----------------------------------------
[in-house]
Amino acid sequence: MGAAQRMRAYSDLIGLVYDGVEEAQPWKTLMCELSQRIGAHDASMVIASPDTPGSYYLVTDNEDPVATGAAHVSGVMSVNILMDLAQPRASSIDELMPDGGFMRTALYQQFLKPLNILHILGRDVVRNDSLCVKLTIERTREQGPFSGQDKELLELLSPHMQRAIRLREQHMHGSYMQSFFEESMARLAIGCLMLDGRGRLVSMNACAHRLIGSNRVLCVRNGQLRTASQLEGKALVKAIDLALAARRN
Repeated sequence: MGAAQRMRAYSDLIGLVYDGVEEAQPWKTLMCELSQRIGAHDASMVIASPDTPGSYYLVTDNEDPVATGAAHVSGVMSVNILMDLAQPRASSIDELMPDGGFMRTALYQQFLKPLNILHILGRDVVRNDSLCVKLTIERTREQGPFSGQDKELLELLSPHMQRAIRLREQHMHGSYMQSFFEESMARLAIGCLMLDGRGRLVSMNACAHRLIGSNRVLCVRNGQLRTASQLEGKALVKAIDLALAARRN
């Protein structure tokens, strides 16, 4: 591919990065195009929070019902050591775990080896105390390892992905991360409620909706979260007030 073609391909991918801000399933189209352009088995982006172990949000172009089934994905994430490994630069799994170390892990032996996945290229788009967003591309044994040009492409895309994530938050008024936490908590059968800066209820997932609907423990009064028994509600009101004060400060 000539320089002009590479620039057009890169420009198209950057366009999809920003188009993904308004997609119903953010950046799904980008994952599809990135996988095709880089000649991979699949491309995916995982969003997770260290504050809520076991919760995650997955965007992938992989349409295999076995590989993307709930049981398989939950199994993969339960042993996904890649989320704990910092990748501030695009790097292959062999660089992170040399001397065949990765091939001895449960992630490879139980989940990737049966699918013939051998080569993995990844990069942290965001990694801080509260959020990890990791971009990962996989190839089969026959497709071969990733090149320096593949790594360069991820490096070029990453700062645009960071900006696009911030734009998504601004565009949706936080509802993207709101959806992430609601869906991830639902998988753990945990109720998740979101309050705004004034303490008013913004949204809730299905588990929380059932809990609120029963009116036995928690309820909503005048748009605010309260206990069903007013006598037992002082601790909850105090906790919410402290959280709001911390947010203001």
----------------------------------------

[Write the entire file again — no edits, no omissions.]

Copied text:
[in-house]
Amino acid sequence: MGAAQRMRAYSDLIGLVYDGVEEAQPWKTLMCELSQRIGAHDASMVIASPDTPGSYYLVTDNEDPVATGAAHVSGVMSVNILMDLAQPRASSIDELMPDGGFMRTALYQQFLKPLNILHILGRDVVRNDSLCVKLTIERTREQGPFSGQDKELLELLSPHMQRAIRLREQHMHGSYMQSFFEESMARLAIGCLMLDGRGRLVSMNACAHRLIGSNRVLCVRNGQLRTASQLEGKALVKAIDLALAARRN
Repeated sequence: MGAAQRMRAYSDLIGLVYDGVEEAQPWKTLMCELSQRIGAHDASMVIASPDTPGSYYLVTDNEDPVATGAAHVSGVMSVNILMDLAQPRASSIDELMPDGGFMRTALYQQFLKPLNILHILGRDVVRNDSLCVKLTIERTREQGPFSGQDKELLELLSPHMQRAIRLREQHMHGSYMQSFFEESMARLAIGCLMLDGRGRLVSMNACAHRLIGSNRVLCVRNGQLRTASQLEGKALVKAIDLALAARRN
């Protein structure tokens, strides 16, 4: 591919990065195009929070019902050591775990080896105390390892992905991360409620909706979260007030 073609391909991918801000399933189209352009088995982006172990949000172009089934994905994430490994630069799994170390892990032996996945290229788009967003591309044994040009492409895309994530938050008024936490908590059968800066209820997932609907423990009064028994509600009101004060400060 000539320089002009590479620039057009890169420009198209950057366009999809920003188009993904308004997609119903953010950046799904980008994952599809990135996988095709880089000649991979699949491309995916995982969003997770260290504050809520076991919760995650997955965007992938992989349409295999076995590989993307709930049981398989939950199994993969339960042993996904890649989320704990910092990748501030695009790097292959062999660089992170040399001397065949990765091939001895449960992630490879139980989940990737049966699918013939051998080569993995990844990069942290965001990694801080509260959020990890990791971009990962996989190839089969026959497709071969990733090149320096593949790594360069991820490096070029990453700062645009960071900006696009911030734009998504601004565009949706936080509802993207709101959806992430609601869906991830639902998988753990945990109720998740979101309050705004004034303490008013913004949204809730299905588990929380059932809990609120029963009116036995928690309820909503005048748009605010309260206990069903007013006598037992002082601790909850105090906790919410402290959280709001911390947010203001």